Disney Stock Lost a Bull. The Pivot to Streaming Will Be Painful. | DIS Message Board Posts

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Msg  263 of 304  at  5/19/2023 7:14:06 PM  by


Disney Stock Lost a Bull. The Pivot to Streaming Will Be Painful.


Disney Stock Lost a Bull. The Pivot to Streaming Will Be Painful.


Walt Disney stock was falling on Friday after an analyst at Macquarie cut his rating, citing a bumpy road ahead for the global entertainment company.

Macquarie analyst Tim Nollen lowered his Disney stock (ticker: DIS) rating to Neutral from Outperform in a Friday note. He also brought down his price target to $103 from $125.

Shares were down 2.4% Friday afternoon, to $91.56.

Nollen cited the ongoing pivot to streaming, or direct-to-consumer, as something that will weigh on earnings due to the impact on Disney's traditional television business.

"We still appreciate Disney's ability to successfully transform to a DTC-first streaming business over time, but now see more interim uncertainties," he wrote. "We see too many structural and macro headwinds extending beyond the quarter to support an Outperform rating."

Disney didn't immediately return a request for comment.

Nollen expects traditional networks to struggle, with ad revenue declining in the fiscal third quarter and affiliate revenue remaining negative going forward, as cord cutting puts pressure on the business. That creates a sense of urgency for Disney to make its streaming side profitable.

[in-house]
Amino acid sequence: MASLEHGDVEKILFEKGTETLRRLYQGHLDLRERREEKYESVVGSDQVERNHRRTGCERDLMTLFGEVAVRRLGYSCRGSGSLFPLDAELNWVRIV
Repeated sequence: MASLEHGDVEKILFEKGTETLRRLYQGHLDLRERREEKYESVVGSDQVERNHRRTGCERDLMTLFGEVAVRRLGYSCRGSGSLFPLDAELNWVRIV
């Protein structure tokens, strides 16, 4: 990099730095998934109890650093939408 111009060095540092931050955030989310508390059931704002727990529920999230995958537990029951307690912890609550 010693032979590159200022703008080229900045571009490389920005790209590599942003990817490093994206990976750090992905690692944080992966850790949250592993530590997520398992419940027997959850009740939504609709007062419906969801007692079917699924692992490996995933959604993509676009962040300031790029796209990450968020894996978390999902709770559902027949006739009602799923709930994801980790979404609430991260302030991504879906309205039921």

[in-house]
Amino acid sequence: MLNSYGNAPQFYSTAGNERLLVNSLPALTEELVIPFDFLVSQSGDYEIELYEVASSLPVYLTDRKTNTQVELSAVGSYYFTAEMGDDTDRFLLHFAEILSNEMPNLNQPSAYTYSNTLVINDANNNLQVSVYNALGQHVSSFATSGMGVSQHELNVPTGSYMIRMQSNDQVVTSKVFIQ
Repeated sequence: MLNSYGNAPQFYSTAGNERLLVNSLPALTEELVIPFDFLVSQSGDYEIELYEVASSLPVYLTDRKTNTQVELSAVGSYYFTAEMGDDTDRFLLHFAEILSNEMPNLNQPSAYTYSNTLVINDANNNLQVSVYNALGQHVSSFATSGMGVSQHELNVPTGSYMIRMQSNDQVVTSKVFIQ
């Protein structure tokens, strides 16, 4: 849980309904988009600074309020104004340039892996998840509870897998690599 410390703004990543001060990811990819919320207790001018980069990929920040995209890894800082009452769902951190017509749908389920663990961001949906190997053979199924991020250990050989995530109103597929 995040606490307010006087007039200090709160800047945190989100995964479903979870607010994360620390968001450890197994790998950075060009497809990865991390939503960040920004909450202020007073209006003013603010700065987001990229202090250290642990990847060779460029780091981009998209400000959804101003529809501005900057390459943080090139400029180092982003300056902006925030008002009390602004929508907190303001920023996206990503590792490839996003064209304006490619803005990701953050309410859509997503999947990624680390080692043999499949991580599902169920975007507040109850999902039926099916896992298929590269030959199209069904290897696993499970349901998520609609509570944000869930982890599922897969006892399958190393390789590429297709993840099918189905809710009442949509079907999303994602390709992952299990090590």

"Progress is underway in streaming as operating losses abate, but we believe prior guidance of DTC attaining profitability during FY'24 may now be off the table," he wrote.

Nollen expects the company to finally buy Comcast's one-third stake in Hulu at a price "probably above" $9 billion. That price tag, paired with a slower pace of subscriber growth , may lead to longer losses for the direct-to-consumer business beyond fiscal 2024. He wrote that Disney must also decide when it will finally put its flagship ESPN programming on streaming.

"Doing so is inevitable, and it's hard to see how it will be smooth: steep losses assumed in the pay TV bundle will have to be offset by strong subscriber sign-ups at a presumed high price, and before Disney even gets there it has to negotiate terms with pay TV operators on content, and with the leagues on costs for streaming rights," he wrote.

He also predicts growth in the Disney's parks business will slow, adding that business would be further hurt by a potential recession.

Nollen also weighed in on the Disney's dispute with Florida Gov. Ron DeSantis. The company is suing the governor, accusing him of orchestrating a targeted campaign of government retaliation after Disney criticized legislation that restricts the discussion of sexual orientation in Florida elementary schools.

DeSantis later signed a bill that replaced the board of a special district that let Disney self-govern its Florida resort and theme parks with outside appointees. The DeSantis administration has argued the firm had no right to "operate its own government or maintain special privileges not held by other businesses in the state."

In the latest development, the company told staff on Thursday that it scrapped plans to build a sprawling campus in Lake Nona, Fla., according to a memo viewed by Barron's. It also will no longer relocate some California employees to the state. The company cited "considerable changes that have occurred since the announcement of this project, including new leadership and changing business conditions."

Nollen notes Disney has benefited from tax privileges, but is one of Florida's largest employers and a significant driver of revenue from tourism.

"Hence, it is fair to say that both the company and the state have mutually benefited from this agreement," Nollen wrote. "While the outcome may not significantly impact Disney's financials, it may remain a drag on investor sentiment."


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